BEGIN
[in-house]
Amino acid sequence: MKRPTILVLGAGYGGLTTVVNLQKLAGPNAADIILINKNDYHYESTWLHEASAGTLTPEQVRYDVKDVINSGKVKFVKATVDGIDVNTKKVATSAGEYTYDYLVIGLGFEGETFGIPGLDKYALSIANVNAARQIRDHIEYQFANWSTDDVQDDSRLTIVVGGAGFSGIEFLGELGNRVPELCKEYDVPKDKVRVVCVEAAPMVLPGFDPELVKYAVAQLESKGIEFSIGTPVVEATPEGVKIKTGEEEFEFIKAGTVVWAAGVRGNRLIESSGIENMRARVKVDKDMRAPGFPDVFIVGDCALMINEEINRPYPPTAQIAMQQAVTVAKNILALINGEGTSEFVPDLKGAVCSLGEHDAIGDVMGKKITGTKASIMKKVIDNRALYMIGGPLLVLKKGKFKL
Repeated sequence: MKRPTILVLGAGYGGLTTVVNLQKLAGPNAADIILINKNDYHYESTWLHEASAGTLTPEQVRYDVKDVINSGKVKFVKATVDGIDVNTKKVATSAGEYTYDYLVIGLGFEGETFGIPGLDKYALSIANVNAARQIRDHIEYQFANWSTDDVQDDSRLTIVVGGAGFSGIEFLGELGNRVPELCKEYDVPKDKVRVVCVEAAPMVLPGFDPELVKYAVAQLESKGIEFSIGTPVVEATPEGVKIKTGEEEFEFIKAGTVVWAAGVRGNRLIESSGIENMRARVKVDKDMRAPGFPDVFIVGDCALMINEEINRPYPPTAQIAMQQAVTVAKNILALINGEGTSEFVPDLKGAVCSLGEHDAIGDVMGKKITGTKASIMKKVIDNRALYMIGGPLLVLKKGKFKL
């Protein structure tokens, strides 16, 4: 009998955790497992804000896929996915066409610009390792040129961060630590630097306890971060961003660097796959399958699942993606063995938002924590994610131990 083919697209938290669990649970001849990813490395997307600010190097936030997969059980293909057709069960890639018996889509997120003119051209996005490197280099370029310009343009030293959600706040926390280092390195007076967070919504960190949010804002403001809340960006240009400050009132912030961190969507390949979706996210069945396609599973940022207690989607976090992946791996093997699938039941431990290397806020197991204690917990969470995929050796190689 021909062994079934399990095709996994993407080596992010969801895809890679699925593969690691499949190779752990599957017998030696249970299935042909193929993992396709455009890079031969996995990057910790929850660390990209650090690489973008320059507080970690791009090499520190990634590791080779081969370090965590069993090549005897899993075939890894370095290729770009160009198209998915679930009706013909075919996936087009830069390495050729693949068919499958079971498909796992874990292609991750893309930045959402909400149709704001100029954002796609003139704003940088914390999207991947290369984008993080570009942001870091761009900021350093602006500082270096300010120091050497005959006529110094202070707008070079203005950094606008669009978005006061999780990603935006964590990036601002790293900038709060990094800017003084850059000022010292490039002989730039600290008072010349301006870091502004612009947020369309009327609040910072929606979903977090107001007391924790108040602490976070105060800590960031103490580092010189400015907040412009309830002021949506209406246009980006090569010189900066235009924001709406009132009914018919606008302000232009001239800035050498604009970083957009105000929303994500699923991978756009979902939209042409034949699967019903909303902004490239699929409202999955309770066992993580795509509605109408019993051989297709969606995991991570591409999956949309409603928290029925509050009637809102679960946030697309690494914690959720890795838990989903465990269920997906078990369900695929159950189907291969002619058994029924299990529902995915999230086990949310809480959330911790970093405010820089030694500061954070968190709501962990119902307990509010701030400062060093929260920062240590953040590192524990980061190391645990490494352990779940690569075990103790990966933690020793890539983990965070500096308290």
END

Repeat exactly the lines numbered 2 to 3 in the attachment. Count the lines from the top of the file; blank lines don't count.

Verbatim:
Amino acid sequence: MKRPTILVLGAGYGGLTTVVNLQKLAGPNAADIILINKNDYHYESTWLHEASAGTLTPEQVRYDVKDVINSGKVKFVKATVDGIDVNTKKVATSAGEYTYDYLVIGLGFEGETFGIPGLDKYALSIANVNAARQIRDHIEYQFANWSTDDVQDDSRLTIVVGGAGFSGIEFLGELGNRVPELCKEYDVPKDKVRVVCVEAAPMVLPGFDPELVKYAVAQLESKGIEFSIGTPVVEATPEGVKIKTGEEEFEFIKAGTVVWAAGVRGNRLIESSGIENMRARVKVDKDMRAPGFPDVFIVGDCALMINEEINRPYPPTAQIAMQQAVTVAKNILALINGEGTSEFVPDLKGAVCSLGEHDAIGDVMGKKITGTKASIMKKVIDNRALYMIGGPLLVLKKGKFKL
Repeated sequence: MKRPTILVLGAGYGGLTTVVNLQKLAGPNAADIILINKNDYHYESTWLHEASAGTLTPEQVRYDVKDVINSGKVKFVKATVDGIDVNTKKVATSAGEYTYDYLVIGLGFEGETFGIPGLDKYALSIANVNAARQIRDHIEYQFANWSTDDVQDDSRLTIVVGGAGFSGIEFLGELGNRVPELCKEYDVPKDKVRVVCVEAAPMVLPGFDPELVKYAVAQLESKGIEFSIGTPVVEATPEGVKIKTGEEEFEFIKAGTVVWAAGVRGNRLIESSGIENMRARVKVDKDMRAPGFPDVFIVGDCALMINEEINRPYPPTAQIAMQQAVTVAKNILALINGEGTSEFVPDLKGAVCSLGEHDAIGDVMGKKITGTKASIMKKVIDNRALYMIGGPLLVLKKGKFKL